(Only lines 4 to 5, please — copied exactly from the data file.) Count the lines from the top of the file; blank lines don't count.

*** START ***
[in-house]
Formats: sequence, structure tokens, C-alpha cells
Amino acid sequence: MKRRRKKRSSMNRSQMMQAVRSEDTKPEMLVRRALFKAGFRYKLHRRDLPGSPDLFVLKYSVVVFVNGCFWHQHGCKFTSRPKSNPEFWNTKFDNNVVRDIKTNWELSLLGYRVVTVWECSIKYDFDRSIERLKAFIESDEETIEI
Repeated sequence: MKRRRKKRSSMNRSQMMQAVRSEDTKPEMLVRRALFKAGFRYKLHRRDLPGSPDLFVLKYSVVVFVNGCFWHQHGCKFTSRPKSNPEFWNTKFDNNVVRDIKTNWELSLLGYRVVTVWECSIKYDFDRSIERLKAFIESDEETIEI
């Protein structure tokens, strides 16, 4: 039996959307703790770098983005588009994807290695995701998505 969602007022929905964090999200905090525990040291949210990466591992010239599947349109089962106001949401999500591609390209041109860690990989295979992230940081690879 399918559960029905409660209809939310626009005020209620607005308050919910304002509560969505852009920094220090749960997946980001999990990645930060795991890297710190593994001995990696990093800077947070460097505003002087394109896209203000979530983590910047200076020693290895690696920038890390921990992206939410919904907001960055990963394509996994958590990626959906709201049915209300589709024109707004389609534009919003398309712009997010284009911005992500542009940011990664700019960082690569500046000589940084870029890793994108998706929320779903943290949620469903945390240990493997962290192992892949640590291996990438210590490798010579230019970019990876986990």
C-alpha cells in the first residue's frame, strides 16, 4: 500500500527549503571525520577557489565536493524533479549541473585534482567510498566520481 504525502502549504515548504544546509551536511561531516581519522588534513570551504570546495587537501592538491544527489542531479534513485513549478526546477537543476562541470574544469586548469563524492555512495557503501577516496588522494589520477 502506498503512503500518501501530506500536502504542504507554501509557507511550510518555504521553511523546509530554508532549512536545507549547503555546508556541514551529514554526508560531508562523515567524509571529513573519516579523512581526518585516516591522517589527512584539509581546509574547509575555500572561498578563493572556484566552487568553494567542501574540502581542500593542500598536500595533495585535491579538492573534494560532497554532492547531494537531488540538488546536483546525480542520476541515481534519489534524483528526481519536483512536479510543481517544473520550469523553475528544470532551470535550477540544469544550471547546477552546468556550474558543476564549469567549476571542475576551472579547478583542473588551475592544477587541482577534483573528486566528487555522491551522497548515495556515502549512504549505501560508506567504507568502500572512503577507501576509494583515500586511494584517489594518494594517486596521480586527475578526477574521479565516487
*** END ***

Repeated sequence: MKRRRKKRSSMNRSQMMQAVRSEDTKPEMLVRRALFKAGFRYKLHRRDLPGSPDLFVLKYSVVVFVNGCFWHQHGCKFTSRPKSNPEFWNTKFDNNVVRDIKTNWELSLLGYRVVTVWECSIKYDFDRSIERLKAFIESDEETIEI
């Protein structure tokens, strides 16, 4: 039996959307703790770098983005588009994807290695995701998505 969602007022929905964090999200905090525990040291949210990466591992010239599947349109089962106001949401999500591609390209041109860690990989295979992230940081690879 399918559960029905409660209809939310626009005020209620607005308050919910304002509560969505852009920094220090749960997946980001999990990645930060795991890297710190593994001995990696990093800077947070460097505003002087394109896209203000979530983590910047200076020693290895690696920038890390921990992206939410919904907001960055990963394509996994958590990626959906709201049915209300589709024109707004389609534009919003398309712009997010284009911005992500542009940011990664700019960082690569500046000589940084870029890793994108998706929320779903943290949620469903945390240990493997962290192992892949640590291996990438210590490798010579230019970019990876986990």